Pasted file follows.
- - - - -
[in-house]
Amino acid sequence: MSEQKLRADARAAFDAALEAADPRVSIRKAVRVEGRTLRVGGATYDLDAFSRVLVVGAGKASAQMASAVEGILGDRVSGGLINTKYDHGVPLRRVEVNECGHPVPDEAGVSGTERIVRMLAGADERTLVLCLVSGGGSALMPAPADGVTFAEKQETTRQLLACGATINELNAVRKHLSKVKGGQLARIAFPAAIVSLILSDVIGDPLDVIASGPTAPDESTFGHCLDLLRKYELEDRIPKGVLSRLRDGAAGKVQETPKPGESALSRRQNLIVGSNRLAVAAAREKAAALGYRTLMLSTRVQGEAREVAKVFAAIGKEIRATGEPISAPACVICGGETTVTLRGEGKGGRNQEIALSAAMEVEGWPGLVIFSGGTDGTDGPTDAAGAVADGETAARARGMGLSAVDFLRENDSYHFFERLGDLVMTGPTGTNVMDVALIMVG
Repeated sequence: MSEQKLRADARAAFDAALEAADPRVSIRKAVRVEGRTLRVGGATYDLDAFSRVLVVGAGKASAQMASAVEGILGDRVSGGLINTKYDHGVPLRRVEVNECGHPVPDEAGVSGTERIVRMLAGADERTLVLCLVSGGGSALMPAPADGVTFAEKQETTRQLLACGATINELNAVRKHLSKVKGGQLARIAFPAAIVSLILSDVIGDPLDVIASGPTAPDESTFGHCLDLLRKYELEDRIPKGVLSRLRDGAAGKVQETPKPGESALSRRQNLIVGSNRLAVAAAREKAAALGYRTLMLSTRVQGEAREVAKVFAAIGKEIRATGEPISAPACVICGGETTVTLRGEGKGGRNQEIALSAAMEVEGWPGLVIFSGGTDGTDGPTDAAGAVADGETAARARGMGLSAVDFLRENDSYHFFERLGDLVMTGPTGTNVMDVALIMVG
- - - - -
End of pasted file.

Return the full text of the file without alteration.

[in-house]
Amino acid sequence: MSEQKLRADARAAFDAALEAADPRVSIRKAVRVEGRTLRVGGATYDLDAFSRVLVVGAGKASAQMASAVEGILGDRVSGGLINTKYDHGVPLRRVEVNECGHPVPDEAGVSGTERIVRMLAGADERTLVLCLVSGGGSALMPAPADGVTFAEKQETTRQLLACGATINELNAVRKHLSKVKGGQLARIAFPAAIVSLILSDVIGDPLDVIASGPTAPDESTFGHCLDLLRKYELEDRIPKGVLSRLRDGAAGKVQETPKPGESALSRRQNLIVGSNRLAVAAAREKAAALGYRTLMLSTRVQGEAREVAKVFAAIGKEIRATGEPISAPACVICGGETTVTLRGEGKGGRNQEIALSAAMEVEGWPGLVIFSGGTDGTDGPTDAAGAVADGETAARARGMGLSAVDFLRENDSYHFFERLGDLVMTGPTGTNVMDVALIMVG
Repeated sequence: MSEQKLRADARAAFDAALEAADPRVSIRKAVRVEGRTLRVGGATYDLDAFSRVLVVGAGKASAQMASAVEGILGDRVSGGLINTKYDHGVPLRRVEVNECGHPVPDEAGVSGTERIVRMLAGADERTLVLCLVSGGGSALMPAPADGVTFAEKQETTRQLLACGATINELNAVRKHLSKVKGGQLARIAFPAAIVSLILSDVIGDPLDVIASGPTAPDESTFGHCLDLLRKYELEDRIPKGVLSRLRDGAAGKVQETPKPGESALSRRQNLIVGSNRLAVAAAREKAAALGYRTLMLSTRVQGEAREVAKVFAAIGKEIRATGEPISAPACVICGGETTVTLRGEGKGGRNQEIALSAAMEVEGWPGLVIFSGGTDGTDGPTDAAGAVADGETAARARGMGLSAVDFLRENDSYHFFERLGDLVMTGPTGTNVMDVALIMVG